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Neurobiol Aging. 2011 Dec;32(12):2318.e1-15. doi: 10.1016/j.neurobiolaging.2010.04.001. Epub 2010 Jun 8.

The polyunsaturated fatty acids, EPA and DPA exert a protective effect in the hippocampus of the aged rat.

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Trinity College Institute for Neuroscience, Dublin, Ireland.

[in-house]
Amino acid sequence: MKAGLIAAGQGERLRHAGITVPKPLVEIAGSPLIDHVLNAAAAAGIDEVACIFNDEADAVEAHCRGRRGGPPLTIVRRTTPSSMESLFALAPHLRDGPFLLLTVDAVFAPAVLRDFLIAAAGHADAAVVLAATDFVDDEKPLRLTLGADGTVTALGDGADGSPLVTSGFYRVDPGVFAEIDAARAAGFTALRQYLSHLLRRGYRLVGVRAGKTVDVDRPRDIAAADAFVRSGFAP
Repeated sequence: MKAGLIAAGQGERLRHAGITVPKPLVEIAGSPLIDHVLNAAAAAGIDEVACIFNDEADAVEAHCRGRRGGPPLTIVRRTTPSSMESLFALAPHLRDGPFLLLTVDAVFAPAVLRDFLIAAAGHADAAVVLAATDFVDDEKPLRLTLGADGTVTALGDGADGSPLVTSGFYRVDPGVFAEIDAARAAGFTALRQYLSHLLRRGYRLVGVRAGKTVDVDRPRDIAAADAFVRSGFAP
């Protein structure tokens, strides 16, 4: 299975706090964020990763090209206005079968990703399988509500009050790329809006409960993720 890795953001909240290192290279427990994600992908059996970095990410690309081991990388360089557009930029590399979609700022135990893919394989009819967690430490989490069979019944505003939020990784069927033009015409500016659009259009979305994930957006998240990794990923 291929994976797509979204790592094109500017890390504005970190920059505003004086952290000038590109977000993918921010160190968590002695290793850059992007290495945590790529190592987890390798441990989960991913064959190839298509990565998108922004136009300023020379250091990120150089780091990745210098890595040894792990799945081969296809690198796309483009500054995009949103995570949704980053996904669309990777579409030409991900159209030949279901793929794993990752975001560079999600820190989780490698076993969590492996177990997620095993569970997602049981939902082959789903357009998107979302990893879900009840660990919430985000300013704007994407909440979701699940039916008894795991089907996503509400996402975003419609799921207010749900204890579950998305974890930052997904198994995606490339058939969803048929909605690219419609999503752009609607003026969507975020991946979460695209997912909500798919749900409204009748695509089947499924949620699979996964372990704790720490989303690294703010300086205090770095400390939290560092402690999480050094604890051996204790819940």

Age is characterized by deficits in synaptic function identified by decreased performance of aged animals in spatial learning tasks and reduced ability of animals to sustain long term potentiation (LTP). Several cellular and molecular events are correlated with these deficits, many of which are indicative of age-related neuroinflammatory and oxidative cell stress. It is significant that agents which decrease microglial activation are commonly associated with restoration of function. We set out to examine whether the n-3 polyunsaturated fatty acid docosapentaenoic acid (DPA), which is a metabolite of eicosapentaenoic acid (EPA), could modulate the age-related increase in microglial activation and the associated increase in oxidative changes and therefore impact on synaptic function in aged rats. We demonstrate that docosapentaenoic acid possesses neurorestorative effects and is capable of downregulating microglial activation. The data show that it also decreases the coupled activation of sphingomyelinase and caspase 3, probably because of its ability to decrease age-related oxidative changes, and consequently attenuates the age-related decrease in spatial learning and long-term potentiation.

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